Tuesday, November 24, 2009
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Thursday, November 19, 2009
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Monday, November 16, 2009
Nearly two-thirds of senior marketers have never undertaken a comprehensive audit of the costs and processes that contribute to their marketing supply chain and most admit their resources and suppliers are poorly integrated across global networks, reports the Chief Marketing Office (CMO) Council.
The milestone “Define Where to Streamline” study (www.marketingsupplychain.org/report) provides a comprehensive assessment of how well marketers are managing, controlling and introducing sustainability practices across increasingly complex global supply chains. These include hundreds or thousands of printers, exhibit and merchandise suppliers, warehouse and fulfillment operations, communications agencies, media channels, independent contractors, as well as creative and digital service providers.
The online audit of more than 300 senior marketers conducted by the CMO Council found marketers are inadequately positioned to introduce new efficiencies and waste reduction programs into their marketing ecosystems.
While only 25.2 percent of respondents have undertaken a comprehensive audit and analysis of costs and process efficiencies in their supply chain, the study found that roughly the same number – 25.9 percent – track obsolescence on marketing and event management consumables. However, just over 50 percent of the marketers audited acknowledge that ROI could be the greatest reward from an optimized supply chain as a streamlined process will likely speed time-to-market and time-to-value from marketing spend. These numbers reflect a lack of visibility into marketing supply chain operations and poor tracking and accountability of marketing materials and merchandise inventory, which often involve millions of printed items, including product packaging, corporate brochures, sales literature, premiums and point-of-sale display units.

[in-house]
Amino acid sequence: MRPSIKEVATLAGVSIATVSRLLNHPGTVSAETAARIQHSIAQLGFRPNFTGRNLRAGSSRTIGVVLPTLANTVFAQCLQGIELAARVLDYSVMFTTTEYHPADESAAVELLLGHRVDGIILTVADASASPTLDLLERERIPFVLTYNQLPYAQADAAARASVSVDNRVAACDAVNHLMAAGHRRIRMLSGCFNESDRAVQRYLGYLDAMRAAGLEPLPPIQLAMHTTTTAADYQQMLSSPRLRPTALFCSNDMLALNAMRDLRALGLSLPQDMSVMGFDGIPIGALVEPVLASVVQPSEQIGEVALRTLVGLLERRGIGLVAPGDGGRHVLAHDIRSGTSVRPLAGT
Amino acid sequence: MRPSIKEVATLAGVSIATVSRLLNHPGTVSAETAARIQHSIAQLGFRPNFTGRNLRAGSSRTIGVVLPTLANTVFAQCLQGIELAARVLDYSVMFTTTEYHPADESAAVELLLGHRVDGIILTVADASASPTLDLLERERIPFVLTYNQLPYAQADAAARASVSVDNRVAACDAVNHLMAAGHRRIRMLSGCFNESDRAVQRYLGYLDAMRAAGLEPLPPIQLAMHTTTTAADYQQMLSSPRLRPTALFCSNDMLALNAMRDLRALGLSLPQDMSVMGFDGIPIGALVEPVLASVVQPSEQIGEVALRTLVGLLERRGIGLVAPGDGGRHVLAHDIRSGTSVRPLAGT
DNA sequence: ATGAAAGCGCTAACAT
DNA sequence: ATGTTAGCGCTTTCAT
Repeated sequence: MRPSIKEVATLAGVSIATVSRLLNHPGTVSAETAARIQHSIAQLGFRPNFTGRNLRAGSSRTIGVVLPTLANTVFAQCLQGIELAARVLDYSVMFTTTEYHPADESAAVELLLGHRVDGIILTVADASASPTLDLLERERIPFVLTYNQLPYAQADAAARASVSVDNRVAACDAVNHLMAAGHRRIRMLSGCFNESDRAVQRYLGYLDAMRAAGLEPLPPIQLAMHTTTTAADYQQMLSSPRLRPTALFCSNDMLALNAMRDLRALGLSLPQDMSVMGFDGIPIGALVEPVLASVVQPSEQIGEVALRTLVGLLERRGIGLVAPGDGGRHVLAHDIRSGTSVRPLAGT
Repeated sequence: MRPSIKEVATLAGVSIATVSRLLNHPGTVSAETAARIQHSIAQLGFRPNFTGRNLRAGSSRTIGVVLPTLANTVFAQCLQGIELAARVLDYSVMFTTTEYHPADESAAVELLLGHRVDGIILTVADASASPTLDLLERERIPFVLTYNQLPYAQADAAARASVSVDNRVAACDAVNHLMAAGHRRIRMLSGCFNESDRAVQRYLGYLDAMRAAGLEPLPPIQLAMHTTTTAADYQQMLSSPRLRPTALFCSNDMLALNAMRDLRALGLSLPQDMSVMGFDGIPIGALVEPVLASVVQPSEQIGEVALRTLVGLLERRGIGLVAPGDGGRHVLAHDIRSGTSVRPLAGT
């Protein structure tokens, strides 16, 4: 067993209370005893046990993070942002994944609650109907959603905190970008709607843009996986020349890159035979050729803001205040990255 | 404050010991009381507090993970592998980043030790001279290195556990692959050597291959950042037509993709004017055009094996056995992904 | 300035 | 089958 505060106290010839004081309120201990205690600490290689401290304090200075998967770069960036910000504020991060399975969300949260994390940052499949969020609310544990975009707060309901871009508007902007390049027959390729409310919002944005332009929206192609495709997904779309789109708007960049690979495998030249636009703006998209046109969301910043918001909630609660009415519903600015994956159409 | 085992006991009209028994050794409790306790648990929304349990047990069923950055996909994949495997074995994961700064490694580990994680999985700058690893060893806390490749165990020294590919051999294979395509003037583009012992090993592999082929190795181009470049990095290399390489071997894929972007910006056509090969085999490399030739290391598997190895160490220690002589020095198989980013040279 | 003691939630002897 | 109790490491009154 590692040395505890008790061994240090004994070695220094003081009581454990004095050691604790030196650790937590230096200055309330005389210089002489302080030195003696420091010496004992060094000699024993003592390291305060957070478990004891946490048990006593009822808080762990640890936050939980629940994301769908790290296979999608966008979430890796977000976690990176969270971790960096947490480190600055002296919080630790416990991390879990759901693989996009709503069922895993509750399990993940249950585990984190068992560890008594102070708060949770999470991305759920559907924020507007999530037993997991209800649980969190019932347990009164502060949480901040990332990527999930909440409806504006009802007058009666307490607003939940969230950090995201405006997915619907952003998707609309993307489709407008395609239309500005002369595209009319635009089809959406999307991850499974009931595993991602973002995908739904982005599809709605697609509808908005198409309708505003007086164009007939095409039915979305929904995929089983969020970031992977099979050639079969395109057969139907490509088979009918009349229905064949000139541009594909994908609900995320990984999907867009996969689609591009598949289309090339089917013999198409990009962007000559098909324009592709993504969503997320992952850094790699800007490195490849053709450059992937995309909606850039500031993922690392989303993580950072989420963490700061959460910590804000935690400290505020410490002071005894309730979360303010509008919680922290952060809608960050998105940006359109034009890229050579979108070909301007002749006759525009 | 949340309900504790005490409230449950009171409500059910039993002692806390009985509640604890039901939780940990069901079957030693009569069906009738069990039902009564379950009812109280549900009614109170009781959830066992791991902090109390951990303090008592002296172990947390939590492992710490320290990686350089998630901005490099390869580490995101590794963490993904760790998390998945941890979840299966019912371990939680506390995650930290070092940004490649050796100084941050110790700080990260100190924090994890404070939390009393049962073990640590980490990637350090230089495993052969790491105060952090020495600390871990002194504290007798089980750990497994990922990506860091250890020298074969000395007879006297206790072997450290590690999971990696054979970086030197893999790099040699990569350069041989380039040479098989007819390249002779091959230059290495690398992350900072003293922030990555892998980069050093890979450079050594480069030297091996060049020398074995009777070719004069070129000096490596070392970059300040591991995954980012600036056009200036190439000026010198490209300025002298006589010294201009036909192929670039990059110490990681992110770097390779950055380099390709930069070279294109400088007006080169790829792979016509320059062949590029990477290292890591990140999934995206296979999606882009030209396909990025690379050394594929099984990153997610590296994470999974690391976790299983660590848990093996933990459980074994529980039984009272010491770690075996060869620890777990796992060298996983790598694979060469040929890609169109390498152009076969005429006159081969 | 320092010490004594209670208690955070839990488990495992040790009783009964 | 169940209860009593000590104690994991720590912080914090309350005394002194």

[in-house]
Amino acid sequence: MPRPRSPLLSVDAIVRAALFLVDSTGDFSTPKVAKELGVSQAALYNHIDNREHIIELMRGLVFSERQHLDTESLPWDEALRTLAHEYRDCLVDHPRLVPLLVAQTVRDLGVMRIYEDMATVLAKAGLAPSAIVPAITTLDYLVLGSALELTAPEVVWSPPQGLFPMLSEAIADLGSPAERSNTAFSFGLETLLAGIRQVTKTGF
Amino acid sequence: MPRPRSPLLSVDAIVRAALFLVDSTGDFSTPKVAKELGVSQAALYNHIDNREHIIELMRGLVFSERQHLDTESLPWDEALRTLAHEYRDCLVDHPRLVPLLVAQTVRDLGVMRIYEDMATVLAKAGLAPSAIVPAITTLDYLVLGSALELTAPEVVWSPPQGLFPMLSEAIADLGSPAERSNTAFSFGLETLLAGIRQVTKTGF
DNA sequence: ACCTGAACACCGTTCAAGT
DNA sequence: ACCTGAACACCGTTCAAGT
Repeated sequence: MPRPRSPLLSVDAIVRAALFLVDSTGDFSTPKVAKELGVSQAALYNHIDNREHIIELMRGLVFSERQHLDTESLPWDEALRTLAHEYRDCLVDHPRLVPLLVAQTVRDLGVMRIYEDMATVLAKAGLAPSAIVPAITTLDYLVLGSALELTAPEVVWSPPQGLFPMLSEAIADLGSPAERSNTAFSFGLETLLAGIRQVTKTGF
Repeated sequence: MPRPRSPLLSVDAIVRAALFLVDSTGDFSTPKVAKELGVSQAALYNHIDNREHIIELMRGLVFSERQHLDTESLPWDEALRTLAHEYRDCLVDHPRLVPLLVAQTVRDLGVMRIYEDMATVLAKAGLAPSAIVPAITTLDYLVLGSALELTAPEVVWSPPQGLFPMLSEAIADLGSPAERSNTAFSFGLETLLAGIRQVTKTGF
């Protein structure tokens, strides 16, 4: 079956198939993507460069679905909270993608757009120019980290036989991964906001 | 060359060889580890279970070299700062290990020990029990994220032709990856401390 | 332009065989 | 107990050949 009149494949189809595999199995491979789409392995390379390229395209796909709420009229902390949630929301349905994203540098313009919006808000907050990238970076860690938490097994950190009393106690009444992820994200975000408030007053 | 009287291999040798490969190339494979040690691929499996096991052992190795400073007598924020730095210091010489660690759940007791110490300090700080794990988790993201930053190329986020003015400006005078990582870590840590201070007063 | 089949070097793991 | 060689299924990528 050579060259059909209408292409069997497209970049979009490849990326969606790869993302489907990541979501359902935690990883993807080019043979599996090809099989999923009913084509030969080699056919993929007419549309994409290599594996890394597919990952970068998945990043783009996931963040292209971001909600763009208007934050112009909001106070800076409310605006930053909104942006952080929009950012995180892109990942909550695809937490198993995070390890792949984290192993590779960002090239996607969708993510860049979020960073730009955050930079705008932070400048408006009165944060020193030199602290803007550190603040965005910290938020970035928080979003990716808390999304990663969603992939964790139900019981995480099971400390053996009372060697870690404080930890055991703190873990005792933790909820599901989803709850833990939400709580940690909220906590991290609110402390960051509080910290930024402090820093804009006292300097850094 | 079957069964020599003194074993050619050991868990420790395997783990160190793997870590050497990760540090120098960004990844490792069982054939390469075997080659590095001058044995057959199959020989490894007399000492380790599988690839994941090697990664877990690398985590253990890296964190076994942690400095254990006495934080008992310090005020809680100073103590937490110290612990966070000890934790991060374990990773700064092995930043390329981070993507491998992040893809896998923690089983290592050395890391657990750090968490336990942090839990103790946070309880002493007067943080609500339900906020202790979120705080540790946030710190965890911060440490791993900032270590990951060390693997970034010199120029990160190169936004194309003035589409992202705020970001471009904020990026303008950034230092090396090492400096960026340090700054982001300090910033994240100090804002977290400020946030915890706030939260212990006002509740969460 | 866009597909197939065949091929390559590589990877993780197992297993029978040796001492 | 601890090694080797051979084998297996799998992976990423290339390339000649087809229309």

Interestingly, the CMO Council study suggests that a trend toward greater sustainability and carbon footprint reductions may lead many marketers onto the right path for gaining a deeper understanding of their supplier network and value chain. More than two-thirds of respondents – 63.6 percent – said they are targeting print production, warehousing and delivery of marketing consumables and 37.1 percent said they were targeting transportation and logistics with an eye toward realizing sustainability gain and carbon footprint improvements. Delving into these areas will enable marketers to exact cost-savings and efficiency improvements from many of the greatest areas of spend within their marketing supply chains.
Other key findings from the report include:
-- With 89 percent of companies indicating they are not generating real economies or efficiencies in their marketing supply chain process, marketers are further challenged as one third of respondents indicate they have no internal resource of expertise in supply chain management. In fact, 47.8 percent of marketers surveyed indicate that marketing supply chain management is an evolving functional area that needs more attention or a discipline growing in importance of value.